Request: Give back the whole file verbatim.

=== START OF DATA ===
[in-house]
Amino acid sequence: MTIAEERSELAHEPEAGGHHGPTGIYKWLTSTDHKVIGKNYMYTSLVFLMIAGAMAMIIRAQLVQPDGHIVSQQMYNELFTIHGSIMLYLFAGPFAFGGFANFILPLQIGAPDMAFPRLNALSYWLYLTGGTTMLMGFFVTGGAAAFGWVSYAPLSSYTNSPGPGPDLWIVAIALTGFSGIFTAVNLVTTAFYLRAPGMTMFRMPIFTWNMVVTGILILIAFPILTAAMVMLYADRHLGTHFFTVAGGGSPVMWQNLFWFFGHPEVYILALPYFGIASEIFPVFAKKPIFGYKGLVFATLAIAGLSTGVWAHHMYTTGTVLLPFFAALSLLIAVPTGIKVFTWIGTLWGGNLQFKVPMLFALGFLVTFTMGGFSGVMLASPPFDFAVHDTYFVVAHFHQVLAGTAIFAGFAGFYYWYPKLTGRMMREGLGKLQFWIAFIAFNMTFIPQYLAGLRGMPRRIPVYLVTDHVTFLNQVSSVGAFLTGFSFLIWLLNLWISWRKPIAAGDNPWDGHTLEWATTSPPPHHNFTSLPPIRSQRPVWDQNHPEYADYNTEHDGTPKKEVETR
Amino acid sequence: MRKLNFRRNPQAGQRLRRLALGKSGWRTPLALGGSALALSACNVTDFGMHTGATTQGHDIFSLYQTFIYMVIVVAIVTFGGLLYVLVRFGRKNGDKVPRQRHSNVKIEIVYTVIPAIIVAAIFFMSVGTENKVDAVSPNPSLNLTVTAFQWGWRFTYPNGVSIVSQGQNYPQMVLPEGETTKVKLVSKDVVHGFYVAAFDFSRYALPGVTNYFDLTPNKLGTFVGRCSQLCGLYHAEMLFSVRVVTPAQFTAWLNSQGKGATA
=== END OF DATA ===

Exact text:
[in-house]
Amino acid sequence: MTIAEERSELAHEPEAGGHHGPTGIYKWLTSTDHKVIGKNYMYTSLVFLMIAGAMAMIIRAQLVQPDGHIVSQQMYNELFTIHGSIMLYLFAGPFAFGGFANFILPLQIGAPDMAFPRLNALSYWLYLTGGTTMLMGFFVTGGAAAFGWVSYAPLSSYTNSPGPGPDLWIVAIALTGFSGIFTAVNLVTTAFYLRAPGMTMFRMPIFTWNMVVTGILILIAFPILTAAMVMLYADRHLGTHFFTVAGGGSPVMWQNLFWFFGHPEVYILALPYFGIASEIFPVFAKKPIFGYKGLVFATLAIAGLSTGVWAHHMYTTGTVLLPFFAALSLLIAVPTGIKVFTWIGTLWGGNLQFKVPMLFALGFLVTFTMGGFSGVMLASPPFDFAVHDTYFVVAHFHQVLAGTAIFAGFAGFYYWYPKLTGRMMREGLGKLQFWIAFIAFNMTFIPQYLAGLRGMPRRIPVYLVTDHVTFLNQVSSVGAFLTGFSFLIWLLNLWISWRKPIAAGDNPWDGHTLEWATTSPPPHHNFTSLPPIRSQRPVWDQNHPEYADYNTEHDGTPKKEVETR
Amino acid sequence: MRKLNFRRNPQAGQRLRRLALGKSGWRTPLALGGSALALSACNVTDFGMHTGATTQGHDIFSLYQTFIYMVIVVAIVTFGGLLYVLVRFGRKNGDKVPRQRHSNVKIEIVYTVIPAIIVAAIFFMSVGTENKVDAVSPNPSLNLTVTAFQWGWRFTYPNGVSIVSQGQNYPQMVLPEGETTKVKLVSKDVVHGFYVAAFDFSRYALPGVTNYFDLTPNKLGTFVGRCSQLCGLYHAEMLFSVRVVTPAQFTAWLNSQGKGATA